Tuesday, October 5, 2010

Phenomenologically Thick Concepts

Some time ago, I gave a talk to our department. I maintained several things, but I hinted at two implicit intuitions I'd like to bring into relief now.

A) Relevant moral properties are never thin properties, that is, no moral property is ever just evaluative.


B) All relevant moral properties/considerations are thick properties, that is, all moral properties have a descriptive and evaluative component to them.

I also stated that virtues, or virtue considerations are thick, and here's my reasoning. Virtues describe the reliable trait I have or ought to have as a state intrinsic to the practical "who" I am. These virtues are better described as practical abilities I exercise and grow into. That's the descriptive element. As a teenager, I might not be as patient as I now am, especially regarding things I want from things I need. However, in my 31 years of life, I have more wisdom to be patient for things, and can readily distinguish between what I need from what I want. In this way, it is descriptive of the practical "who" I am that one might describe me as "patient".

Notice in the above example that the description of the agent possessing patience is pregnant with evaluative meaning. The fact that there is a difference in description between my impatient teenager self and the more refined 31 year-old PhD student carries with it the message that only now do I realize that as a teenager I ought to have distinguished between the patience virtuous demands generally and how impatient I really was. By all accounts, I should have been different; I should have had more patience as a teenager. In this way, the virtue of patience is both a trait I now have, and reflection about patience independent of my possession of the trait has evaluative significance.

Now, the fact that agents possess a trait and ought to have it occur simultaneously in reflecting on a given virtue. The truth is that virtues are never abstracted from the practice of agent's possessing them. Virtue ethics is an ethics of realizing a balanced life where the virtues facilitate our growth. There is no moment when we can call upon a morally thin property to parse out the difference between the descriptive (having a virtue) and the evaluative (the practical wisdom stemming from a virtue). In order to see this, let me first discuss the opposing view of thin properties.

Normative theories advance rightness as the model thin property. So an act consequentialist might accept that an act is right if and only if it generates more good, but in order to believe in such a morally thin property as rightness, the act consequentialist is forced to value only one element in an action. Rightness is forced upon only the action, and that action is either right or wrong. More peculiar, right and wrong are simple predicates that can only attach to actions. An action could not be described as brutal. Brutality intimates the presence of the doer with the deed. Under such a view, the doer is not distanced from action. Instead, the agent comes to possess a quality with the use of "brutal" that the act consequentialist cannot stand for, and yet this is the theoretic advantage of morally thick concepts. It brings to light the unforeseen level that it is the agent and action that are morally valuable, and if we dare say so, the type of person I ought to be is the source of why an action is brutal in as much as it is wrong. Put another way, wrongness is a minimal level of moral evaluation. It says something different if I call an action brutal. The act consequentialist has cleaned up morality to be so thin that it makes for a highly precise measure of the value of an act, but that precision is maintained at a level no normative theory can describe (even though they think they can). My chief reason for thinking that precision is general in ethics is a demonstration that moral properties are actually thick, incapable of inspiring certainty as thin ones do.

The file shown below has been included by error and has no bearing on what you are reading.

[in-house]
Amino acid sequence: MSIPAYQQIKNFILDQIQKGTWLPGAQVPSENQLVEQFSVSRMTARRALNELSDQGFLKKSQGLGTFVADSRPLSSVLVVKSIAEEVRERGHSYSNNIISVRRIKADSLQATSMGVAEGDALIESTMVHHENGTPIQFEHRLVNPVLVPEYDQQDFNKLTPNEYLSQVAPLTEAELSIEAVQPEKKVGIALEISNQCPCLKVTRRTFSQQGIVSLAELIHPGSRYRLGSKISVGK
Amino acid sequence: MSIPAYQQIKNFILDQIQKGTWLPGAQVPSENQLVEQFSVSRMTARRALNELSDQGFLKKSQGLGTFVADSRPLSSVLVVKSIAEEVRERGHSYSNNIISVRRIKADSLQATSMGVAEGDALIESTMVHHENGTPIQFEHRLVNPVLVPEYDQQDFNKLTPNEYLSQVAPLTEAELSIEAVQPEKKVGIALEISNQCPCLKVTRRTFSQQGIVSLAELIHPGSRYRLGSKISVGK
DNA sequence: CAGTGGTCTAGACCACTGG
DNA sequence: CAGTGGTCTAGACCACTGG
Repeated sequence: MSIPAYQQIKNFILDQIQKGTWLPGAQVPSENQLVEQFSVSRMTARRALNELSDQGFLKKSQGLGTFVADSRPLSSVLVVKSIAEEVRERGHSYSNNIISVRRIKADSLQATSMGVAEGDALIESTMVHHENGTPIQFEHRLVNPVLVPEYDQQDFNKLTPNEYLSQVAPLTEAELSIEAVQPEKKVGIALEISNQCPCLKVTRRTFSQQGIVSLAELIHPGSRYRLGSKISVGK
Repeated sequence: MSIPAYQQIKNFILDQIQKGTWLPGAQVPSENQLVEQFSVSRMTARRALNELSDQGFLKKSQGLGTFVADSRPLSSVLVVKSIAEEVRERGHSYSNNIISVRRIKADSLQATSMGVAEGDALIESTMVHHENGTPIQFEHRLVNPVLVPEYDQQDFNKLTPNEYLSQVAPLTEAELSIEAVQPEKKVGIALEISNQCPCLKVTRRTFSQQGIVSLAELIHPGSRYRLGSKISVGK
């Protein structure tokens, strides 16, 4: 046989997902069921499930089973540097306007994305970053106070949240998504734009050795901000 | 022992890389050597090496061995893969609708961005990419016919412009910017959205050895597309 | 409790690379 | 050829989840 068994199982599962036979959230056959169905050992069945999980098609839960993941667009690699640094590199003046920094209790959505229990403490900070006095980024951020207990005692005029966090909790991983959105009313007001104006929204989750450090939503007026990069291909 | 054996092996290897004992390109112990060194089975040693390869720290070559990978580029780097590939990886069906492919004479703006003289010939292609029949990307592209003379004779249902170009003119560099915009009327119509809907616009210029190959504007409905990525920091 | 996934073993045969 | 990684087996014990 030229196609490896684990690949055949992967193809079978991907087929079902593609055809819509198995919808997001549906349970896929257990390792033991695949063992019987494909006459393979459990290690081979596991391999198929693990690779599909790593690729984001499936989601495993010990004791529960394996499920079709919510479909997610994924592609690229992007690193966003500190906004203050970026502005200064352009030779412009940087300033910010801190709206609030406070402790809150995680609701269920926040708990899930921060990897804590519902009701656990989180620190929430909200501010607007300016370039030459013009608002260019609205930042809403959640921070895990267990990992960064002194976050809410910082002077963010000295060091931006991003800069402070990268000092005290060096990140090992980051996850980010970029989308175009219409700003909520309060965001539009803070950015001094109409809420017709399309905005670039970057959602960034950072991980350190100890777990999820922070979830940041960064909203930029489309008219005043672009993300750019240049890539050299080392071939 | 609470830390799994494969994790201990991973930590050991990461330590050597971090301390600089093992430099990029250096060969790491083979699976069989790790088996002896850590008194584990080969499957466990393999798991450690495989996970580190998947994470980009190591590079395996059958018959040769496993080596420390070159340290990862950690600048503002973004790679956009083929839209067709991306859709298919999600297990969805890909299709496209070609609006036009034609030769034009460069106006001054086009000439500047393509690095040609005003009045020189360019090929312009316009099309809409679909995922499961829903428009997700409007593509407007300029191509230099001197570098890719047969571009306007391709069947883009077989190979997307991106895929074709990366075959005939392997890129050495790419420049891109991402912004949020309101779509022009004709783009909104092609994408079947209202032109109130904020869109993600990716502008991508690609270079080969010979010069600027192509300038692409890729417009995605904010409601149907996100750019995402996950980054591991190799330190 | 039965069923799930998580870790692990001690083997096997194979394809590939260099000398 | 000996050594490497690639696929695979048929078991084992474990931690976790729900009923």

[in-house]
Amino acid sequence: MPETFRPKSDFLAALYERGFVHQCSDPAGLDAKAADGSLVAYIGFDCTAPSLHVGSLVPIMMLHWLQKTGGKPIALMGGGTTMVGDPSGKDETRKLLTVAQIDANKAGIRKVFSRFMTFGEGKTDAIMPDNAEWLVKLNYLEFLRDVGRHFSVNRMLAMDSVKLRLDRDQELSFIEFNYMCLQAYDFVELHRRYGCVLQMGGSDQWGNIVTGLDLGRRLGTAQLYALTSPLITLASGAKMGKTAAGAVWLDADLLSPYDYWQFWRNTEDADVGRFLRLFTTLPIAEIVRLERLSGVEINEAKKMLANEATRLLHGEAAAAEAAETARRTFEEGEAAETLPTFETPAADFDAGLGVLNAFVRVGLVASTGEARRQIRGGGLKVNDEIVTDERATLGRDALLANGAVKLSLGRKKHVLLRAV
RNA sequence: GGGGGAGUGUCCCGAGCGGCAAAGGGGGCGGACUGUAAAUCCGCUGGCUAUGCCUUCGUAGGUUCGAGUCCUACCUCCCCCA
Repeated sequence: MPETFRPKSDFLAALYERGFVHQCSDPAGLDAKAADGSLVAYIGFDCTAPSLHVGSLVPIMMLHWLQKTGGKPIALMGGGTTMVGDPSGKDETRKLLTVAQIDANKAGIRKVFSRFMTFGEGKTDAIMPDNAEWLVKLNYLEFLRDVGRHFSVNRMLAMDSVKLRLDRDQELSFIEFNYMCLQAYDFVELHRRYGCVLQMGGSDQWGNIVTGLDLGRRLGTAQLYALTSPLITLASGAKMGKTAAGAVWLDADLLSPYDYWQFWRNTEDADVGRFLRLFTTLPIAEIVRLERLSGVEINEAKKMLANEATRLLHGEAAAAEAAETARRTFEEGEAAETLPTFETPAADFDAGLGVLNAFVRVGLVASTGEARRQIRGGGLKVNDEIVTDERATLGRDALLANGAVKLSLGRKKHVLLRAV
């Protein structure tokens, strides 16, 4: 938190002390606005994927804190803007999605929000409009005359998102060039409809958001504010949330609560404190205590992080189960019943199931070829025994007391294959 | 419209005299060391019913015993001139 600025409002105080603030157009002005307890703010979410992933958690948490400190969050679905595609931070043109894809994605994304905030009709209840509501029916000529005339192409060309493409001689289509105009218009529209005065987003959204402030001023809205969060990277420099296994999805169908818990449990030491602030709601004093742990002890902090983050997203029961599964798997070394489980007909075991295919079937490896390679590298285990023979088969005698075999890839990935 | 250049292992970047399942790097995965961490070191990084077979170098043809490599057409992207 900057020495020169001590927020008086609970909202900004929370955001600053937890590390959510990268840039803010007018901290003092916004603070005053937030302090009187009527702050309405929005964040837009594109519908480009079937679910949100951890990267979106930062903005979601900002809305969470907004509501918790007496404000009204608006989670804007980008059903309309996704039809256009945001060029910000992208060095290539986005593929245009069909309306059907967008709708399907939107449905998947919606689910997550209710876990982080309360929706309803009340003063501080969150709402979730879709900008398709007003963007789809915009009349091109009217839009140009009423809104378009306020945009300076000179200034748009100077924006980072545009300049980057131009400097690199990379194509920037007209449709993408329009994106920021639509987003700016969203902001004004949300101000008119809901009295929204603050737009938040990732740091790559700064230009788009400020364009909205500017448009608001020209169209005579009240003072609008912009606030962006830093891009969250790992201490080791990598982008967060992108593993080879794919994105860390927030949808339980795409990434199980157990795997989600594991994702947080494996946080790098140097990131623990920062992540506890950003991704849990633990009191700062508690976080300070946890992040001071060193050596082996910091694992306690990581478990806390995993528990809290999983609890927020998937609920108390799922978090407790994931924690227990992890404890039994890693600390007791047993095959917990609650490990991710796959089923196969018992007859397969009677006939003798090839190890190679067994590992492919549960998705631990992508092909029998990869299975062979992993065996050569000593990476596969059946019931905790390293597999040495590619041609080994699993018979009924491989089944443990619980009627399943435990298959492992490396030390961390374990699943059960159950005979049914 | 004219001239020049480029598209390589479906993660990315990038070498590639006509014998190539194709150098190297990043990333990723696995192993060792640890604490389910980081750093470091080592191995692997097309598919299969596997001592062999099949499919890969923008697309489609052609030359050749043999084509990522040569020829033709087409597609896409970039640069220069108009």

However, it can be argued that I have removed the certainty of at least our common intuitive judgments about what we are morally certain about. Leaving an infant alone in a trash heap is wrong, and the criterion of wrongness offered by act consequentialists or Kantians might differ. Yet, it is the fact that these theories try to establish one overall principle that best explains why it is that we are certain about some of our common intuitions. The certainty flows from their actually existing a certain method of testing for rightness and wrongness. It can be done to any action. However, actions are not simply the product of a self-contained moral agent. Instead, an action is a display of the responsive strategies of the type of person who I am. When a mother abandons a baby to a trash heap, it is not as if the action were the only thing to have a value. Such an action is a realizing of the type of the mother is. A mother that discards her baby in a trash heap is morally deficient in her being. She lacks the ability to care for her child in the way someone ought to care for their child. Our judgment of the mother would be lessened if the mother abandons the baby at a convent in the foundling wheel. In fact, the sacrifice to abandon one's child to the church may be a sign of great love. The mother knows she cannot provide for her child in the same way that the church can.

The recognition of these judgments about the type of people revealed in action takes place within intentionality. This is the phenomenological connection. There is a conceptual space as intentional living subjects that can be captured by phenomenological analysis. It is the description of how it is that I live out the structure of moral experience through the possession of morally salient virtues versus vices. I do not have all the answers about such an experience, but it is one that I am interested in opening up in future phenomenological descriptions.

No comments: